Throughout the tunnels and caves of the X-Zone were small offerings of coca leaves from modern times that had been carefully tucked into crevices of the rock, and left for Pachamama. Although I’d never heard of Pachamama before visiting Peru, the sense of reverence and respect for nature associated with the offerings to Pachamama were powerful to observe and something that I could identify with at some level.

Christina leading the way through one of the tunnels at the X-Zone

As we wandered through the X-Zone we were constantly discovering new tunnels and caves. Each time we discovered a new path, one of us would volunteer to check it out, and we’d take turns disappearing into the darkness of the unknown. The rest of us would wait eagerly to hear the first reports of what lay ahead.

We never knew whether we’d find a new route, a dead end, evidence of ancient Inca civilizations, or something else entirely. The only thing we knew for sure was that it would be interesting.

“The rock formations in there are really cool!” exclaimed Christina as she emerged from the darkness. “I went as far as I felt comfortable going, but I bet Jari could squeeze his way through even more,” she she said laughing. Jari seemed to delight in squeezing himself through the tiniest of spaces, which was pretty entertaining to watch.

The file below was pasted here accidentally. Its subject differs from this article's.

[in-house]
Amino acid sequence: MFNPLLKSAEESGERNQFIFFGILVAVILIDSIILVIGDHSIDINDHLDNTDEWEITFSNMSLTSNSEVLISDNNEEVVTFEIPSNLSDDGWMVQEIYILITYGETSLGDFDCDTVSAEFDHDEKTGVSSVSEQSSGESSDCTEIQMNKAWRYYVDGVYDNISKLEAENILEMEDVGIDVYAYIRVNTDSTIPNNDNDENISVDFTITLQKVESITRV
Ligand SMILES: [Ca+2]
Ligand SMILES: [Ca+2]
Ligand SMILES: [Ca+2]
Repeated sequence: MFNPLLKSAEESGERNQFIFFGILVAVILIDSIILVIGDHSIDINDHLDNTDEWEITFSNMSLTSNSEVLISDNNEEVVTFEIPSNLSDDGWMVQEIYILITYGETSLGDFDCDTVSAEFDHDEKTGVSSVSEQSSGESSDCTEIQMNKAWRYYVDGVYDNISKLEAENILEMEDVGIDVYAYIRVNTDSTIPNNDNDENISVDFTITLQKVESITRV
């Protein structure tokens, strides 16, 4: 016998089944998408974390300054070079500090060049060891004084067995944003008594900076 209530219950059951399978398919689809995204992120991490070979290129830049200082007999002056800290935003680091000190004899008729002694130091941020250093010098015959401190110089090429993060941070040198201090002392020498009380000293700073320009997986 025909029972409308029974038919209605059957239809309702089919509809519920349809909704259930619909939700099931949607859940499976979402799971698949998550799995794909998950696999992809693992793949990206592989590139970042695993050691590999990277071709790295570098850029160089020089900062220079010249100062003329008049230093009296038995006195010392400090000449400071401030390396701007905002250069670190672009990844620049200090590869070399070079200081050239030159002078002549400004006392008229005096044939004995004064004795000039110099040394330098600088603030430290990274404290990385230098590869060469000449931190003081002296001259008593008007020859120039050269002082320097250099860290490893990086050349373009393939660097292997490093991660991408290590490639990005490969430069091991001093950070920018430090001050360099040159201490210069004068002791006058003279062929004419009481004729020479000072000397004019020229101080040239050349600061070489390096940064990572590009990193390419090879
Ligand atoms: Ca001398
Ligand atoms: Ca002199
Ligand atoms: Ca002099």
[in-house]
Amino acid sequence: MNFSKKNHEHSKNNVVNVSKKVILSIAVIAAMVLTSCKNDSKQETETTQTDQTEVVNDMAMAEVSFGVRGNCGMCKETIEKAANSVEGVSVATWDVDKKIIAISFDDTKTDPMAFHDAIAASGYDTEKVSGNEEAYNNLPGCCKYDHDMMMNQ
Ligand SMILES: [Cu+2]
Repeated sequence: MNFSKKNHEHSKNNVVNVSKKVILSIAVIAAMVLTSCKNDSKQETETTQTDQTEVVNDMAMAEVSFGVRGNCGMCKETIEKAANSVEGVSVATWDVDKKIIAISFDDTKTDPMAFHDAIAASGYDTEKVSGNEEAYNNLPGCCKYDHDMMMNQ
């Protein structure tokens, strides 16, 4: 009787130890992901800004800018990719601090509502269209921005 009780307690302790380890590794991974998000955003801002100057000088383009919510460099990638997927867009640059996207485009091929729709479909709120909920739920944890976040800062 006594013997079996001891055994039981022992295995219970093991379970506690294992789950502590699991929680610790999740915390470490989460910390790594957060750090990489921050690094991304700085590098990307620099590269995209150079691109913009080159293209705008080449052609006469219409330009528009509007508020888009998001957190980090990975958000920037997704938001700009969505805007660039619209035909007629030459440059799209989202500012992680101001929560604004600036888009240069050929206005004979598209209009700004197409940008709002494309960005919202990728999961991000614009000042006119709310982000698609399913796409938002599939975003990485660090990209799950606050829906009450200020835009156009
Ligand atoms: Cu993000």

One of the narrow cracks that Jari and I squeezed ourselves through at the X-Zone

As Jari disappeared into the darkness, Christina turned towards me. She confided that she was a bit claustrophobic, but loved the way the no pressure dynamic we had allowed her to explore her fears (and these spaces) as much or as little as she wanted. I confessed that I have a touch of claustrophobia too, but that most of the caves and tunnels I’ve explored haven’t been small enough for it to be a problem.

As we went deeper into the X-Zone it didn’t take long for me to find a tunnel that pushed me right up to the edge of my comfort zone… A series of ancient stone steps plunged steeply into the belly of the earth on the path branching to the left. My curiosity piqued, I asked if I could be the first one to explore this tunnel. After following the steps down into the darkness, the tunnel turned sharply to the left, and the last of the light and sound from the surface faded away. I turned my headlamp on, and snapped a rushed photo of the stairs behind me before excitedly pressing forward to explore more of the tunnel.

Inca stairs in a tunnel at the X-Zone